Field Trip 1: Partnerships and Pedals: Exploring Lake Pontchartrain Mitigation Partnerships
This trip will visit the Abita Creek Flatwoods Preserve, a pristine longleaf pine savanna protected through a partnership between The Nature Conservancy and Land Trust for Louisiana (LTL). Explore this ecologically diverse habitat with carnivorous plants while learning about restoration management and conservation achievements through wetland mitigation. Enjoy lunch in the heart of Northshore longleaf pine conservation, followed by a 5-mile bike ride along the scenic Rails to Trails “Tammany Trace” to an LTL mitigation partnership with St. Tammany Parish adjacent to the Pelican Park Recreation Area and Fontainebleau State Park.
Field Trip 2: Sowing the Seeds of Wetlands Restoration
In 1895, over 95% of the land of what is now known as the city of New Orleans was above sea level. In the years that followed, a combination of geology and engineering decisions have sunk 50% of New Orleans below sea level. We’ll visit the historic New Canal Lighthouse and talk about how this came to be over coffee and bagels. So as not to not to be left with that “sinking” feeling we will travel to our Cypress Nursery and to the Bucktown Marsh to talk with wetland ecologists and coastal scientists about successful efforts using urban public lands to help combat the city's subsidence by building back wetland areas to protect our shores.
Field Trip 3: Urban Green Infrastructure and Stormwater Management Tour
This tour will visit a wide selection of Green Infrastructure sites across New Orleans that were constructed and maintained by Groundwork New Orleans. The nine tour sites include Groundwork New Orleans Earth Lab, Mirabeau Water Garden and Touro Street Environmental Justice Initiative. You will learn about multiple land usage strategies centered around Green Infrastructure and Stormwater Management and enjoy lunch on the Lafitte Greenway.
Field Trip 4: Mississippi Ecosystem Tour
Join us in Mississippi to learn about the former Logtown and The Point communities (once the site of the largest mill in the south). Then, take a 3-mile hike through native ecosystems to the Infinity Visitor Center at Stennis Space Center, where you’ll explore their exhibits, including impressive native biome gardens. Finally, head over to the Lazy Magnolia for local beer and pizza and learn about Hancock County Port & Harbor’s mitigation/conservation easement project.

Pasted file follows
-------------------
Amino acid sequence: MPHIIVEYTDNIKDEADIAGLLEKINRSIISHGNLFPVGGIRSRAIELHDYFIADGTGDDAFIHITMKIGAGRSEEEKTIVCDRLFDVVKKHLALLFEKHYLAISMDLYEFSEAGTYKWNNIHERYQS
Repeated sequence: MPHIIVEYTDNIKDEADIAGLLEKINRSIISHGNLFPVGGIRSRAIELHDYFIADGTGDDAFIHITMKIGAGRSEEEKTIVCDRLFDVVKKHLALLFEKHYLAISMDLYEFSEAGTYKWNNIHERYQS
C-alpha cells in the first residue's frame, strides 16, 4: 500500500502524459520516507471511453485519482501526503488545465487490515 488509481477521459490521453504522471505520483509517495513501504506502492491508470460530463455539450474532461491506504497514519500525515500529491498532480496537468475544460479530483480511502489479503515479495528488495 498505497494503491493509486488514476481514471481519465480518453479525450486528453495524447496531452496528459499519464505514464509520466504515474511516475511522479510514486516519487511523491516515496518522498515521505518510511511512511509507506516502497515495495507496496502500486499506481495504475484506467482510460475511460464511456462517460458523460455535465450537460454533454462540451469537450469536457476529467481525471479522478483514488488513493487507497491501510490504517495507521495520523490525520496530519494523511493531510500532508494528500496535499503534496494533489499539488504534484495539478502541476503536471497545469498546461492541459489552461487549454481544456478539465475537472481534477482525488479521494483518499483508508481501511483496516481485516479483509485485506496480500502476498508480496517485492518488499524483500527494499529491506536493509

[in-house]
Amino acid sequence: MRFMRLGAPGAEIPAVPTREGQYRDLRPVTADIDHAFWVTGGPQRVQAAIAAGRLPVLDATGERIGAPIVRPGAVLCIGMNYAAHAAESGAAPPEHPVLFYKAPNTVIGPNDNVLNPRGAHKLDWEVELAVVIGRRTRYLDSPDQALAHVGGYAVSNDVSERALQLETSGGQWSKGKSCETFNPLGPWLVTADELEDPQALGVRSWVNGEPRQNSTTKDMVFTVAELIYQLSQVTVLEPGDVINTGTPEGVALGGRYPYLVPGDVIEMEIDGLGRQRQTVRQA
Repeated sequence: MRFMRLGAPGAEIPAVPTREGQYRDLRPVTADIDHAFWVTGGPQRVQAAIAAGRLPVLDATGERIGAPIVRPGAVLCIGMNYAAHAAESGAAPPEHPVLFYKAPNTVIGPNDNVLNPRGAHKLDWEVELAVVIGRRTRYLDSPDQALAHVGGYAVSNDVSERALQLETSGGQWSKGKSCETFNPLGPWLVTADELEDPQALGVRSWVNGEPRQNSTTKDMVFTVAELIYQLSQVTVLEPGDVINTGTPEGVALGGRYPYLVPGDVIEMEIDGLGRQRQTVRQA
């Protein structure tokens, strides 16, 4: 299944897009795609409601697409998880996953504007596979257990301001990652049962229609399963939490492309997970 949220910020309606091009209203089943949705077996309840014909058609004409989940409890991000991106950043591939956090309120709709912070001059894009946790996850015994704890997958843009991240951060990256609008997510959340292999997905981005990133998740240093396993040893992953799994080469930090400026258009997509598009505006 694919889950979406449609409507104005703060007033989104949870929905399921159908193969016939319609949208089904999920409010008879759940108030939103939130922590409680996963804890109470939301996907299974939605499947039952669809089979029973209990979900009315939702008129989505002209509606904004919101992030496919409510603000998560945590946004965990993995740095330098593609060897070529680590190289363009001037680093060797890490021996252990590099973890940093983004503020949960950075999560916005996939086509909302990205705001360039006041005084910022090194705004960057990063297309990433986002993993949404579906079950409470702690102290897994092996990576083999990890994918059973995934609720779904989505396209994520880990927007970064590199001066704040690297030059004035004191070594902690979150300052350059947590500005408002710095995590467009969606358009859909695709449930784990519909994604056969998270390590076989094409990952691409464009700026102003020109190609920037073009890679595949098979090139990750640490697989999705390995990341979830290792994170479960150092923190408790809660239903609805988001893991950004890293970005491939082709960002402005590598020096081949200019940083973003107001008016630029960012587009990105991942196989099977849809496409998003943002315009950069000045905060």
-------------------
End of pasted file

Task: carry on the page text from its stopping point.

Field Trip 5: Multiple Lines of Defense: The Great Wall of New Orleans
On this trip, we’ll explore the eastern edges of New Orleans and neighboring St. Bernard Parish to understand the intersection of land loss, restoration and structural flood protection. We will start our day with a visit to a ghost swamp to illustrate the land loss crisis and the impact it has on coastal communities. Following that, we will tour Coalition to Restore Coastal Louisiana’s Oyster Shell Recycling site to understand this innovative and successful restoration program. Finally, hop on an oyster boat to see the great wall of Louisiana, and enjoy Vietnamese po-boys from the famous Dong Phoung bakery.
Field Trip 6: Lagniappe Tour
Woodlands Conservancy owns 840-acres of forested wetlands approximately 8 eight miles from downtown New Orleans. Learn how this small nonprofit used data from bird and vegetation surveys to gain awareness and support for saving this vital habitat from development. We will do a 4-mile round trip hike to a forest restoration site on our way to a grouping of ten WWII Ammunition Magazines nestled in the forest The hike will be followed by a New Orleans style po-boy lunch before heading back downtown to and a visit to a local brewery.
Field Trip 7: New Orleans and the History of Water, Resilience and Environmental Justice
New Orleans is the “canary in the coal mine” of climate change and innovation in climate adaptation. It is a city of diverse cultures, birthplace of jazz and roots that run deep into Africa. We will discuss the intersectionality that exists in a city beloved around the world. The four major topics covered in the tour are environment and ecosystems, post-disaster recovery and lessons learned, intersectionality of culture and politics, and water and climate adaptations.